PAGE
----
The third step in the process is to “invent a character”, which means personifying the two versions of the business, now and in 20 years time, as two imaginary people in your family. They cannot be based upon anyone already known, but must be entirely new people. Each of these two ‘people’, now effectively a single entity, should be superimposed upon the family genogram which was developed in step one of the process and connected to the rest of the family members using the same genogram principles of drawing the emotional relationships with the rest of the family members. While every organisation will have its own version of this enhanced genogram, experts have seen three key factors that have emerged from the majority of organisations. These highlight lessons that can be useful to help family businesses discuss the topics of survival and sustainability even if they have not been through all the coaching steps. These are:

  • The ‘current business’ was predominantly inserted as a male character into the family, whereas the family member inserted as the ‘future business’ was typically female
  • The ‘current business’ character was typically older than the ‘future business’ character
  • The ‘future business’ character typically had stronger relationships with other people in the family than the ‘current business’ character

It is clear that family businesses need to evolve to bring the younger generation with them, and the steps above help highlight the disparities between generations. This disparity is however a context for conversation, and provides a starting point for the fourth step of the coaching process, which is to, as a family business, compare and assess the different versions of the current and future business personas and family genograms. A forum can be established to communicate together as a family business. It is usually useful to communicate together at the lower levels of the organisation, where relationship dynamics are often less complex and conflicts can be less entrenched. Where the relationships are strong, conversation is easier. A family charter can be established around the younger generation, sharing thoughts and insights upon how the family business can evolve, particularly in a context of environmental concerns, and remain sustainable. These conversations can help the younger generation continue to be involved, not because they feel duty bound but because they want to and feel they can genuinely contribute to a family organisation that values their beliefs and positivity. The conversational activities can then be expanded throughout the family business, bringing in more generations, with a united front from the younger generation focused on positive change rather than conflict.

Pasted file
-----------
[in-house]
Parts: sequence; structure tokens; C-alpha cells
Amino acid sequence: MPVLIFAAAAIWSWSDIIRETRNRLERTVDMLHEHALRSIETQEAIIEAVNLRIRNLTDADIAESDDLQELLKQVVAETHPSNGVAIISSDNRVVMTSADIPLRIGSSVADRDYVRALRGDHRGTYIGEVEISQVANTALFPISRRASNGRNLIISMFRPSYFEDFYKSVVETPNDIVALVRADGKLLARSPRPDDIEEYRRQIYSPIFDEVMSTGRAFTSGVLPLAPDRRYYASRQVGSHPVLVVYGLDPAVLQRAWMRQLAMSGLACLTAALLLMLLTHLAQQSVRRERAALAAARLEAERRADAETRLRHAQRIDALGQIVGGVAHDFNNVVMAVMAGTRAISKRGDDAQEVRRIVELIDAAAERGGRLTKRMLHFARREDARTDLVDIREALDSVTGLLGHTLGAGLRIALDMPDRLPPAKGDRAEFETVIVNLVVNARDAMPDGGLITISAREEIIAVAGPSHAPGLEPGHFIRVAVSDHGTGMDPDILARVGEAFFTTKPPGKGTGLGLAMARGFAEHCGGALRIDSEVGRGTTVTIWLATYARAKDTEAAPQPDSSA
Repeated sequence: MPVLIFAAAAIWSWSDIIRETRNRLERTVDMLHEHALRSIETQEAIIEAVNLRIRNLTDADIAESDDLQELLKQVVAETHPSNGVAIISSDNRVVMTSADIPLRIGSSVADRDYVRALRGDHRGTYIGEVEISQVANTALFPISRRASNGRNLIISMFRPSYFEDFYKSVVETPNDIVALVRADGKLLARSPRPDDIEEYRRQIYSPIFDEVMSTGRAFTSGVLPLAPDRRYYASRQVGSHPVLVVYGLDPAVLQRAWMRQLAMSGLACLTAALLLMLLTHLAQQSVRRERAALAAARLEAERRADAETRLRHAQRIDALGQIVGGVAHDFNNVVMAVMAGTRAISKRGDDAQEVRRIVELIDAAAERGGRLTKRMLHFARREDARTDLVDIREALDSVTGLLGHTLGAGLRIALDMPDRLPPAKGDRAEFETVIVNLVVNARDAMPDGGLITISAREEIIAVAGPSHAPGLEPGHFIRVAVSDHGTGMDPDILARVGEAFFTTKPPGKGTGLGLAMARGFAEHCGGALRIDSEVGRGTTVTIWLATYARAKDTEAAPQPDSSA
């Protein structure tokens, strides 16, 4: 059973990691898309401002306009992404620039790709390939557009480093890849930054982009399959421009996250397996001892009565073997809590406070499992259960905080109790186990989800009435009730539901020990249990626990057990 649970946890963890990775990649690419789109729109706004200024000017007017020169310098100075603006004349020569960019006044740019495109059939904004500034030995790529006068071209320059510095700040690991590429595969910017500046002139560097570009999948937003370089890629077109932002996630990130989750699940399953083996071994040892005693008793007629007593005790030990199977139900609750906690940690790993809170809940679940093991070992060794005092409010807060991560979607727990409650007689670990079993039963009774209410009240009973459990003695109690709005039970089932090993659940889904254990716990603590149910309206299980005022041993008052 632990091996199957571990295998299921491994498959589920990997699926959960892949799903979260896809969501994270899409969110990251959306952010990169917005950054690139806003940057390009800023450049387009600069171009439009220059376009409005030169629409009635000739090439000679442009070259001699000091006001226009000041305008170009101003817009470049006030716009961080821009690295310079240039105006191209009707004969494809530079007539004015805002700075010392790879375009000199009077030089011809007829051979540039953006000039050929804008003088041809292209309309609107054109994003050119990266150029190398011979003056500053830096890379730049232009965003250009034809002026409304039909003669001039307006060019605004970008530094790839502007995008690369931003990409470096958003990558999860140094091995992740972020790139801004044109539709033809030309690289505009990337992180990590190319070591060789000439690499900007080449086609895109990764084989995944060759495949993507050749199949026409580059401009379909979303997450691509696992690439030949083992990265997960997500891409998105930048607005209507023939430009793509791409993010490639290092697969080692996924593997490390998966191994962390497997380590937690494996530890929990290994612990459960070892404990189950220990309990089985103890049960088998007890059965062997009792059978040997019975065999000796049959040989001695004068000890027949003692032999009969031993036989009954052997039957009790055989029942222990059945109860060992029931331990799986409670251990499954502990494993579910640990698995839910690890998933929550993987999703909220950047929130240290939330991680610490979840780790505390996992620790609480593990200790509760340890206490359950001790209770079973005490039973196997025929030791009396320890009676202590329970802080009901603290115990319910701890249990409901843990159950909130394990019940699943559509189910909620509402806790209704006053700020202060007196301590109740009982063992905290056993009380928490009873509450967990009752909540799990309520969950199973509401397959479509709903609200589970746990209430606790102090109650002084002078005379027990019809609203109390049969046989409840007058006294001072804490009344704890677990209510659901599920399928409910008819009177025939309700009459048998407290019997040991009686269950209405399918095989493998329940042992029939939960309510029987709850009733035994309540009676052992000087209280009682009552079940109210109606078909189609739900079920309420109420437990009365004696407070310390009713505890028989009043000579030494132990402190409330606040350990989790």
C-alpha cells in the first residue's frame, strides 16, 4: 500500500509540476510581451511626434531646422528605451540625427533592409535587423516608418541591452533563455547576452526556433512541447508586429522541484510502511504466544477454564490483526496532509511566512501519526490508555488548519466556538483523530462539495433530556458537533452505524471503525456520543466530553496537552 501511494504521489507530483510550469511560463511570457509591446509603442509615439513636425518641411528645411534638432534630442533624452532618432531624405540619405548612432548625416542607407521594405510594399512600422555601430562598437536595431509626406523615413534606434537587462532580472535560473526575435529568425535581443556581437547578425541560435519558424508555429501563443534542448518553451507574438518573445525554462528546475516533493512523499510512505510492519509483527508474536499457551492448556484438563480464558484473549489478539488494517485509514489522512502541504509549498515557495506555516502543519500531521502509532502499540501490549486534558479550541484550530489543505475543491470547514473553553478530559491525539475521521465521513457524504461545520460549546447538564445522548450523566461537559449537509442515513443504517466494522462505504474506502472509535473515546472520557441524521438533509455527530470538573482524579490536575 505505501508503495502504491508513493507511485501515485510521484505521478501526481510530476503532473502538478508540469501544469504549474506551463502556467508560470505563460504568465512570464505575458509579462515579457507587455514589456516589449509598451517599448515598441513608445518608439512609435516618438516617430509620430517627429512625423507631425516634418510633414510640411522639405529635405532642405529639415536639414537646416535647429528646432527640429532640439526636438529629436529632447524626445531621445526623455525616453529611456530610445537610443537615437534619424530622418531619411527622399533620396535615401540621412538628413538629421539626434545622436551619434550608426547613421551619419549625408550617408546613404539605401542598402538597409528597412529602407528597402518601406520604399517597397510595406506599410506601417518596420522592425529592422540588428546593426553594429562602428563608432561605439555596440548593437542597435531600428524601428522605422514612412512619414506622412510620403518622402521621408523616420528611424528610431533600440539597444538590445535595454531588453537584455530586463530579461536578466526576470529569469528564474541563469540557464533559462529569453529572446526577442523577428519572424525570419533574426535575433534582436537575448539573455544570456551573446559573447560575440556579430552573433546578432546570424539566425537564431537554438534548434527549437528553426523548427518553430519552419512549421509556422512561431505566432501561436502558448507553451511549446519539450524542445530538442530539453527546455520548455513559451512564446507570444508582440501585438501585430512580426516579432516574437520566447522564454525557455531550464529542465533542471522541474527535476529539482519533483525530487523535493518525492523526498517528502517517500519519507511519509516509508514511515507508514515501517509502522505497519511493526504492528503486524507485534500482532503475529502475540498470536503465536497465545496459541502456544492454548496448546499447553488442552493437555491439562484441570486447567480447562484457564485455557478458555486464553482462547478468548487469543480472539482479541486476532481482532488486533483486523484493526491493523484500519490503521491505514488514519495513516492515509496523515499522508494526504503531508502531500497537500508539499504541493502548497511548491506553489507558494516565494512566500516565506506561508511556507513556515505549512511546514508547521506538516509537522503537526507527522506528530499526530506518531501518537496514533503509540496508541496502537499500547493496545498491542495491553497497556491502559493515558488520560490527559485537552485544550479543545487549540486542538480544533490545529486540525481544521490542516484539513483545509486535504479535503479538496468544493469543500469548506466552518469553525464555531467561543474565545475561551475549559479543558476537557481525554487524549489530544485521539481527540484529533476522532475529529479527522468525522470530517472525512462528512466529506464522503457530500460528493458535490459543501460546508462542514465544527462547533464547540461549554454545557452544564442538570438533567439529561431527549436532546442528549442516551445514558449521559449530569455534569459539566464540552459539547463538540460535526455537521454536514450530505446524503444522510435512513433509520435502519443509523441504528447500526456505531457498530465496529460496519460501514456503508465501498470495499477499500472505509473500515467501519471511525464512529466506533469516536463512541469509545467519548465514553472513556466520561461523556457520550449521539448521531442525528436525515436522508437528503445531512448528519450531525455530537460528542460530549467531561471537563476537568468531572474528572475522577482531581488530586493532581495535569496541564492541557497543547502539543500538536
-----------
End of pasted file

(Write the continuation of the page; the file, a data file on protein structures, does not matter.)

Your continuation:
By its very definition, a family business combines both the worst and best of family dynamics while running a business. This four step process helps position and understand the family business in the context of people to people relationships, as well as the relationship between people and the organisation, by effectively personifying the business as a family member. It can help unite the younger and older generations of the business by giving them common ground to talk about and a framework in which to develop a roadmap for the future of the organisation. Bridging the intergenerational gap through structured and supported conflict-free conversation is what will help family businesses achieve success and sustainability.